Tonight at dinner, my daughter, only a year removed from being a high school student in America, expressed how it feels to be living in a country where gun rights are more important than the lives of students who cannot yet vote. “I was born in this country and have lived here all my life,” she said, “but it doesn’t feel like a country that values my life.”


We told her to blog, to get involved, to connect with Parkland students. We told her to get active, to get out the vote.

We hope she will.

But, hey, all Americans who don’t have to walk into a United States school…guess what? This is what it feels like to be a young adult in the USA. Gun violence? Active shooter? It could happen any day. It could happen tomorrow, in any school, anywhere. It probably will. These are YOUR KIDS. This is their reality. Every. Single. Day.

If we adults thought there was a chance that we’d be shot at just for entering our workplace each morning, we wouldn’t tolerate it. Things would change. We’d elect different leaders.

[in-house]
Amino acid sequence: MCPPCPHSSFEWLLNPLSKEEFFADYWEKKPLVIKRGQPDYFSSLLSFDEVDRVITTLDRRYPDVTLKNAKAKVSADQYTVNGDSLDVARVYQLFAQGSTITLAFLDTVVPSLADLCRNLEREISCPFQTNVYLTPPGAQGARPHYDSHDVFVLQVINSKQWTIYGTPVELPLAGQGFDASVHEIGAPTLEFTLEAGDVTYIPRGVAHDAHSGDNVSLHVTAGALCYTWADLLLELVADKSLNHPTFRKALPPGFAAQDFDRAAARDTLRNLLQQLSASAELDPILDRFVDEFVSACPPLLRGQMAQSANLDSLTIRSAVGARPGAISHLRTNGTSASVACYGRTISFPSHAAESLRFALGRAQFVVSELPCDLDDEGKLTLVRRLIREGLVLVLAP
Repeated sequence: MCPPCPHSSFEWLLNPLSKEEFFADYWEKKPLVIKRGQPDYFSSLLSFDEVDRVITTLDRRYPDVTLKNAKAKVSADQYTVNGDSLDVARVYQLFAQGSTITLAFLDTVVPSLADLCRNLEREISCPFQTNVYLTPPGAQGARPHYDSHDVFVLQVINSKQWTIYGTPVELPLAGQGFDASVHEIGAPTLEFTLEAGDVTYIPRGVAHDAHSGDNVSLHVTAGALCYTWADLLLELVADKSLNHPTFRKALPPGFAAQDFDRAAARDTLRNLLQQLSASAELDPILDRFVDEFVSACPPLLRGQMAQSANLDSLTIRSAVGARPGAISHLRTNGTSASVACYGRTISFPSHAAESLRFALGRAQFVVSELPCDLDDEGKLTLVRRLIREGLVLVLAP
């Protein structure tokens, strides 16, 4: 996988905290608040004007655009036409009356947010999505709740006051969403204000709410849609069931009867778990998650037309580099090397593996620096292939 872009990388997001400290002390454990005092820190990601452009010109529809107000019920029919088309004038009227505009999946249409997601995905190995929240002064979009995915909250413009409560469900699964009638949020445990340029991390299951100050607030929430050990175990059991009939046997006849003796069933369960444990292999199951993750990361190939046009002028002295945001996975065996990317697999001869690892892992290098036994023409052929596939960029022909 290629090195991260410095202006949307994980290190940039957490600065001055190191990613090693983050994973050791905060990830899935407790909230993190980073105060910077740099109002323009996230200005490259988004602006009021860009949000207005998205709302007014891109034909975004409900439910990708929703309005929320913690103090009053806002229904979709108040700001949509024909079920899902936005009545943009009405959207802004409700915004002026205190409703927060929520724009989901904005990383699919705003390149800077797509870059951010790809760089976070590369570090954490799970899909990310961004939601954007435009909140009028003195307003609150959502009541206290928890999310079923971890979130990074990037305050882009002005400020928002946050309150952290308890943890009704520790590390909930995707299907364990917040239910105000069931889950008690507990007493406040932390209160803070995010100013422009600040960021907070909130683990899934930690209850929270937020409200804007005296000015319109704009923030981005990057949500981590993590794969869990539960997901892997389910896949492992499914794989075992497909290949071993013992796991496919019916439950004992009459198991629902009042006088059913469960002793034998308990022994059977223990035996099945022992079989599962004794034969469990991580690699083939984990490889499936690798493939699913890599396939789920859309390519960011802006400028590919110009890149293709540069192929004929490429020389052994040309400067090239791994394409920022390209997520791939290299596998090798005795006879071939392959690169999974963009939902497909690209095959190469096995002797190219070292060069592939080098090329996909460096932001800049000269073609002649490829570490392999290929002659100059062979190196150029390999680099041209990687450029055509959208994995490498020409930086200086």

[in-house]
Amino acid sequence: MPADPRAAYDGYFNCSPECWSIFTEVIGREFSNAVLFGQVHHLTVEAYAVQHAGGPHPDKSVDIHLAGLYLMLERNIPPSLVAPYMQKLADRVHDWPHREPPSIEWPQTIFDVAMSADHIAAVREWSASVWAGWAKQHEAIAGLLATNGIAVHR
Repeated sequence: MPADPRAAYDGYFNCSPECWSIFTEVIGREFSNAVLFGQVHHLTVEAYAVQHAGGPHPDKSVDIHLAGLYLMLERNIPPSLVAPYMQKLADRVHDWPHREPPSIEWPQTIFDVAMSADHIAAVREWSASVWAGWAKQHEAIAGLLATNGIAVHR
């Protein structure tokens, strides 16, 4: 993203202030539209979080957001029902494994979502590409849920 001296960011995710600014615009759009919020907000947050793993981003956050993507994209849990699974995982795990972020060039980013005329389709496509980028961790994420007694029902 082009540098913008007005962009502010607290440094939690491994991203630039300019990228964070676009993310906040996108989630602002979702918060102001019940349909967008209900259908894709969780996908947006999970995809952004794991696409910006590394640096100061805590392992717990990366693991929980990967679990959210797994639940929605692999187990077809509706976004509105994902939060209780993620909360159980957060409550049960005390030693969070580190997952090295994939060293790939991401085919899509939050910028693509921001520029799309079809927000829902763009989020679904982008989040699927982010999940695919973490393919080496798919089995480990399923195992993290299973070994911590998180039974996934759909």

If an armed gunman could walk into the chambers of Congress, do you think our lawmakers would have a second thought about whether the Second Amendment should be the sacred cow to which there can be no reasonable or legitimate opposition? From the Latin…NFW.

These children who have become cannon fodder for the NRA can’t vote. Until they’re on the verge of graduation, they have no voice. So they live in a world where they have to go someplace, every day, because it’s the law, and hope they don’t get shot at.

“Why are guns more important than the lives of people who can’t even vote?” my daughter asked, in tears.

I had no answers.

When guns are more important than lives, we have become a morally bankrupt society.

Keep Your Deeply Held Religious Beliefs Off My Body

June 25, 2018

After giving birth to her first child, Nicole Mone Arteaga suffered a number of miscarriages. When she recently became pregnant again, her doctor monitored her carefully on a weekly basis; at 9 weeks, however, she learned that, tragically, the baby was not developing, that there was no heartbeat, and that the pregnancy would not result in a live birth. She was offered the option of an invasive surgical procedure or a prescription medication that would allow her to resolve the pregnancy at home, and which was likely less expensive and less medically risky. She discussed the matter with her physician, who ultimately issued an prescription for an “abortion drug.”